Installing a dual flush toilet, which uses different amounts of water to flush based on the type of waste, is an example, Altwies said.

“It’s totally compatible with the existing plumbing system. Just swap it out. It wouldn’t require any new piping,” she said.

3. Complexity: How difficult is it to understand or use the new options?
Complexity is the only potentially negative attribute, according to Altwies.

“If complexity goes up, the chances of adoption go down,” she said.

Altwies used the change in thermostats as an example. Older models have dials, whereas more recent thermostats are digital, have different functions and are programmable—making them more complex and perhaps deterring people from installing them.

But complexity can also be simplified, increasing its adoption and retention changes, Altwies said.

Natural ventilation systems can be complex, and Altwies said building owners are sometimes concerned the system will not work well because the occupants will not know when to open the windows. To erase this concern, some systems have sensors that trigger a green light to turn on when the weather is perfect for people to open the windows.

“It was really simple. They were using the fact that natural ventilation is actually quite complex in terms of figuring out when it is perfect from an HVAC standpoint. They boiled it down to just a green light bulb,” she said.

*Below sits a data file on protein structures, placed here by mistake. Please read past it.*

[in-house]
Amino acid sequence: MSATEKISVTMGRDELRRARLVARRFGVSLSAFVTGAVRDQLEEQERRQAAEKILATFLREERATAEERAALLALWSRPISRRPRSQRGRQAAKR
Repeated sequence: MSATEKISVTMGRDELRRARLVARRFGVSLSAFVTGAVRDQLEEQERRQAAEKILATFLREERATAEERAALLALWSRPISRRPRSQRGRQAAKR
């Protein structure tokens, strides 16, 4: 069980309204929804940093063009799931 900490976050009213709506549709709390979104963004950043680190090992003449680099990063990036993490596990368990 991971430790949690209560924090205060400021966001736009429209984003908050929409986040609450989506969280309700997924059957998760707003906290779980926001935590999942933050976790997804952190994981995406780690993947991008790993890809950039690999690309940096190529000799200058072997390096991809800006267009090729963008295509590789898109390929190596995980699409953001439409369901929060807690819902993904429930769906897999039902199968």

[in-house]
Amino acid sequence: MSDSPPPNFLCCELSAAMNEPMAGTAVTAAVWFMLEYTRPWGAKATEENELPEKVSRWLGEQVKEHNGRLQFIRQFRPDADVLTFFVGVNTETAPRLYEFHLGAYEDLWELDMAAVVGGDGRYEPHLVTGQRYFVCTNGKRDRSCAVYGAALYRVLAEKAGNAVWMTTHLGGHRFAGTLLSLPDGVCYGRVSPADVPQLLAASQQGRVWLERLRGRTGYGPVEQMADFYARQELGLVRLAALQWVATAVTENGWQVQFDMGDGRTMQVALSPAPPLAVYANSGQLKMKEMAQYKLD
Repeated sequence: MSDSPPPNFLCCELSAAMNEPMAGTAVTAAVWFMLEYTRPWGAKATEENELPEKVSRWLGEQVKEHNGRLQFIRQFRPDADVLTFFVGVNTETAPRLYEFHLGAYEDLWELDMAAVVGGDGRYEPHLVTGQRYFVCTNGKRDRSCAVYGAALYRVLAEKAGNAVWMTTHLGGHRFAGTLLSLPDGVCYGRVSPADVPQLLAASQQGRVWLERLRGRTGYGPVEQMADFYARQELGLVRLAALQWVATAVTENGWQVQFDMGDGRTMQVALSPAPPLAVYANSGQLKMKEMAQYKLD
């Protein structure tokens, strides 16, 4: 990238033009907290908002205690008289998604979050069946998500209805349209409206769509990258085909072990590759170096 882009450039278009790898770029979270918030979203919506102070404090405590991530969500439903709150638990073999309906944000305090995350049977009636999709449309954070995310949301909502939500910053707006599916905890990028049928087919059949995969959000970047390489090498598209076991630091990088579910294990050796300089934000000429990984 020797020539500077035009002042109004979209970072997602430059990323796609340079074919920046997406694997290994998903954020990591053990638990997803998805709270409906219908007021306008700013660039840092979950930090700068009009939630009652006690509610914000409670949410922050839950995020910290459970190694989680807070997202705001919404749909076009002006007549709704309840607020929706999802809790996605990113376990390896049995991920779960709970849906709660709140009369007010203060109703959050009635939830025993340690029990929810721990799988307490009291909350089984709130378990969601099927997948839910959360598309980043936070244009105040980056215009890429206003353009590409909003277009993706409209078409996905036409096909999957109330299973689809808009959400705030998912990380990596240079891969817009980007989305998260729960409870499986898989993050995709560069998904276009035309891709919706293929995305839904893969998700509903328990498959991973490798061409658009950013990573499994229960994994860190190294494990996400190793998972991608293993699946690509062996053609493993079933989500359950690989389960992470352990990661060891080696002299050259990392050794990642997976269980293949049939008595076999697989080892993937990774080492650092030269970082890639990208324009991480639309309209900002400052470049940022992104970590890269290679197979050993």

4. Trialability: Can the potential adopter try it out on a limited basis?
A building owner is more likely to use a new product or system if they can test it out before transitioning the whole building to the new technology, Altwies said.

One library was deciding whether to install a different type of lighting but was not sure how the change in lighting color would affect people’s ability to see books on shelves, she said. The library decided to try out the new lighting system on one aisle before expanding the system to the whole library.

5. Observability: Can it be easily seen or observed by potential users?
Some people just have to see it to believe it.

Building owners are more likely to adopt new technology if they can see it operating in another building, she said. Seeing options such as green roofs or night-sky approved outdoor lighting systems in use can help persuade building owners to invest in the options.

The Right Choice for Each Client
Using these five attributes can help designers and engineers more successfully approach client-approved systems differently, Altwies said. Sometimes that means not choosing the system that is better on paper, but using the system that better fits the client’s needs, she said.

The five attributes help building professionals focus on what the customer needs and wants as well as if they are capable of handling the systems, she said.

“If you think about it from these five aspects, it may aim you down a different path in terms of choosing equipment or systems that are going to be much more successful by the end user over time,” Altwies said. “If you did that from the very beginning before you even chose that system or equipment or control or strategy or whatever, you might have been more successful choosing something else in terms of the long-term operation in that building.”